The Holy Dove and a Crown of Thorns

I was teaching for the Creation Care Studies Program in Belize some years ago. Sylvia and I team up to teach a course on “God and Nature” that attempts to engender a biblical imagination for creation care amongst our undergraduate students participating in this study abroad program.

One of the requirements of my half of the course was a “reflection paper.” But I emphasized that I was more interested in “reflection” than in “paper” and gave the students freedom to be as creative as they liked. One danced, another created an installation piece, another read poems, there was a photographically shaped creative prose piece, and one student produced a crown of thorns. This short reflection is inspired by that student’s contribution.

It was a crown of thorns
that she so gingerly held in her hands.
A crown of thorns
harvested that day from a Belizian bush.

...Long thorns.
Cruel thorns.

Thorns woven into a perfect circle.
How she did that without spilling her own blood,
I do not know.

A crown of thorns.
Symbol of our fallenness.
Emblem of a broken life.
Lost innocence.
Life tragically out of balance.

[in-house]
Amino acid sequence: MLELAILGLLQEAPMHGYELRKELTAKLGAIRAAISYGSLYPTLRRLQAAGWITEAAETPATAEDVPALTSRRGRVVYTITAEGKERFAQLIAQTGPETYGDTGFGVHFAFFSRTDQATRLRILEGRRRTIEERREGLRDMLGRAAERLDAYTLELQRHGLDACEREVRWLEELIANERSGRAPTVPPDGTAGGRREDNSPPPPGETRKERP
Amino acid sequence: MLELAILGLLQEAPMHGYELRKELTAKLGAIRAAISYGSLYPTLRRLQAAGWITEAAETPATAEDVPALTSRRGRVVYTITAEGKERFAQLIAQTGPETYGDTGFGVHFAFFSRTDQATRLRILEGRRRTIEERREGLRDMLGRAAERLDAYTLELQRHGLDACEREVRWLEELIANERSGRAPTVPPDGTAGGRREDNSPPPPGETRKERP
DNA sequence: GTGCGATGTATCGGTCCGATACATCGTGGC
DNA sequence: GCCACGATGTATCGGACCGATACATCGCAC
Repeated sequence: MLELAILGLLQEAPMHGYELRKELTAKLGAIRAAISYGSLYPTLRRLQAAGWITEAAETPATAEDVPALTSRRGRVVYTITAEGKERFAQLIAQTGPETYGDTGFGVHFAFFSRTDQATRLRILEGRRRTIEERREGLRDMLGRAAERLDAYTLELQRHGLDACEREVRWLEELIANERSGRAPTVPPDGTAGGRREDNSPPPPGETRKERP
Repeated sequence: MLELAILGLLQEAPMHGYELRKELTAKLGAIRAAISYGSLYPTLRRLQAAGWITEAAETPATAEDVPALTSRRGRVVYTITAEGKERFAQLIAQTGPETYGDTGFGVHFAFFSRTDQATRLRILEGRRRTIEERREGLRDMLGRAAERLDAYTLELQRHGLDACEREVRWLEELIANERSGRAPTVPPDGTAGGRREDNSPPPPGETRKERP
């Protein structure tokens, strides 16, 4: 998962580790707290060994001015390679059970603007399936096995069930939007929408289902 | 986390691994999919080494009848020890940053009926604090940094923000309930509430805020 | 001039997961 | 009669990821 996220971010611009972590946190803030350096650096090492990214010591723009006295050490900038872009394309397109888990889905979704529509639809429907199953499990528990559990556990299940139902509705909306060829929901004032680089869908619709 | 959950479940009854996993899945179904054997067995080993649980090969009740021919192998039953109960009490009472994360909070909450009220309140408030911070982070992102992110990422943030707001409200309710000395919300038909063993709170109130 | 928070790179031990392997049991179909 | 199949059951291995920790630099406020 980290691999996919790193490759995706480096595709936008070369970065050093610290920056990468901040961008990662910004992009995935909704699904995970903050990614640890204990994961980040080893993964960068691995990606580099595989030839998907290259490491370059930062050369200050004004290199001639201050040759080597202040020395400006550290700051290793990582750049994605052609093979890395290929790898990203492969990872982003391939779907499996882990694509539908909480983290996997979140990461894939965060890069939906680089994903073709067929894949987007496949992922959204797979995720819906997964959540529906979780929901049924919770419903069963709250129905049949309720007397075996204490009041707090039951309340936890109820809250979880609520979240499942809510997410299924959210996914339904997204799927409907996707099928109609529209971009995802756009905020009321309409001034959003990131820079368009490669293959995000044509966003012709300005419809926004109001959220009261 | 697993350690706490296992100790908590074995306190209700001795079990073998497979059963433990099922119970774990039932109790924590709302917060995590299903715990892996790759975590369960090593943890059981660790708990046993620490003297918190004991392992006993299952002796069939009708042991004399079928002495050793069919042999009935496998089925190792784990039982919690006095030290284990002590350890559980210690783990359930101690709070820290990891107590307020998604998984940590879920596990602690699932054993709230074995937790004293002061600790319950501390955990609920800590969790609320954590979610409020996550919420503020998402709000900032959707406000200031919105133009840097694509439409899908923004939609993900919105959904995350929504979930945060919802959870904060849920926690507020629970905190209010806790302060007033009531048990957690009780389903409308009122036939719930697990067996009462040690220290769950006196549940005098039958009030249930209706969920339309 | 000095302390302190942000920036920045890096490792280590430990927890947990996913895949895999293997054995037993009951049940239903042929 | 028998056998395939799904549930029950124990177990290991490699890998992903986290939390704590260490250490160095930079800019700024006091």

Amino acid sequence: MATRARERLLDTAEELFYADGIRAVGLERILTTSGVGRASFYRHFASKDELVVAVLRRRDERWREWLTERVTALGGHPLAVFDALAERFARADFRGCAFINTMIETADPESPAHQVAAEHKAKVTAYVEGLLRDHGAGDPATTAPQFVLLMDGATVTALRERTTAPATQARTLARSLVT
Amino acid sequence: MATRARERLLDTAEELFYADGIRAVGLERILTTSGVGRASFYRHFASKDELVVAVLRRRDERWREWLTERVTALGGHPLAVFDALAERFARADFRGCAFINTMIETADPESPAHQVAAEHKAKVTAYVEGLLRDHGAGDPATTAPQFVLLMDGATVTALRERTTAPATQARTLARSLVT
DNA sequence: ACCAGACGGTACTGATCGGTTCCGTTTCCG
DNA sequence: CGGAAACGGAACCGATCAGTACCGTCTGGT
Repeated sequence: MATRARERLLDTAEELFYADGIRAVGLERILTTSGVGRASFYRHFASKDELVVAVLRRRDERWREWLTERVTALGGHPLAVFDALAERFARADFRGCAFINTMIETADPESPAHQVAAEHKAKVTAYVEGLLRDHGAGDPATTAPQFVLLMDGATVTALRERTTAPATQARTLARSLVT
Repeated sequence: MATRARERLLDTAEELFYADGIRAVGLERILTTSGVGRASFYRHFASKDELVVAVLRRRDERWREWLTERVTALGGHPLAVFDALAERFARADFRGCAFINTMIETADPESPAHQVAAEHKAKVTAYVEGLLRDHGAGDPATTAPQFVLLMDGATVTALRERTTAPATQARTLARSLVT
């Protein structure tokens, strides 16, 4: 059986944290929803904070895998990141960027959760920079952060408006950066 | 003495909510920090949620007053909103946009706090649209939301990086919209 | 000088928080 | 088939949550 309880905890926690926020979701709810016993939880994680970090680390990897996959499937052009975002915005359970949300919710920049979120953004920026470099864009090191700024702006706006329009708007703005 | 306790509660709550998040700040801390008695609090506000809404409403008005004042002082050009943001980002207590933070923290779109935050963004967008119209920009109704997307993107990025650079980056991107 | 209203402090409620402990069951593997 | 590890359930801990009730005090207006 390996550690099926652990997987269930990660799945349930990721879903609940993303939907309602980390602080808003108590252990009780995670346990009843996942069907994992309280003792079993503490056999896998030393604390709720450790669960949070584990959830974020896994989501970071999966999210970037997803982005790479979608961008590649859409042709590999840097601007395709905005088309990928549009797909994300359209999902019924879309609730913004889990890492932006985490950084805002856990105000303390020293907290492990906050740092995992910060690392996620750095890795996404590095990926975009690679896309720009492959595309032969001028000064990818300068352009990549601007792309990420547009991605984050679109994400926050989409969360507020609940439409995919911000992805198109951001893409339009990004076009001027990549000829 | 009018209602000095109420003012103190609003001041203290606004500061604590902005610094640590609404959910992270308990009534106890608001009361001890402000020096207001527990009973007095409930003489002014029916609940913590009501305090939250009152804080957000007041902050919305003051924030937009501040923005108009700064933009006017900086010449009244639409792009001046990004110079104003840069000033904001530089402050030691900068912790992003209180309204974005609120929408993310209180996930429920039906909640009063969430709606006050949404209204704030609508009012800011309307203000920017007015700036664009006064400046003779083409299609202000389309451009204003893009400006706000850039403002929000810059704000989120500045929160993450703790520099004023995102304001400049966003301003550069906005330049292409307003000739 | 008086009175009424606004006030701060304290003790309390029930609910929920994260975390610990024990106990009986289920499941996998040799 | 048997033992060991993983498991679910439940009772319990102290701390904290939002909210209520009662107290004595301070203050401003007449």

A crown of thorns.
Symbol of our redemption.
Emblem of sacrificial love.
Sign of forgiveness.
Hope of restoration.

And in a moment
of breathtaking beauty,
in a moment of
turning-the-world-upside-down hope,
she produced a feather.

The feather of a dove held high,
hovering over that crown of thorns.

…...The holy dove
……She will be caught again
……bought and sold

……and bought again
……the dove is never free

So sings Leonard Cohen.
And the evidence seems to be on his side.
The dove is a symbol in captivity.
The dove is never free.

Unless she finds her home in a crown of thorns.

And so my friend planted the feather in that crown.
The dove will make her nest in the crown of thorns.
That cruel crown of death will harbour new life.
The place of death becomes the site of birth.

Shalom is born anew.

Brian Walsh
Brian is an activist theologian, a retired CRC campus minister, the founder of the Wine Before Breakfast community, and farms with Sylvia Keesmaat at Russet House Farm.He engages issues of theology and culture, and has written a couple of books you might want to check out. His most recent offering is cowritten with Sylvia Keesmaat and entitled Romans Disarmed: Resisting Empire, Demanding Justice.

One Response to “The Holy Dove and a Crown of Thorns”

  1. Keith Shields

    This is powerful imagery. Thank-you.


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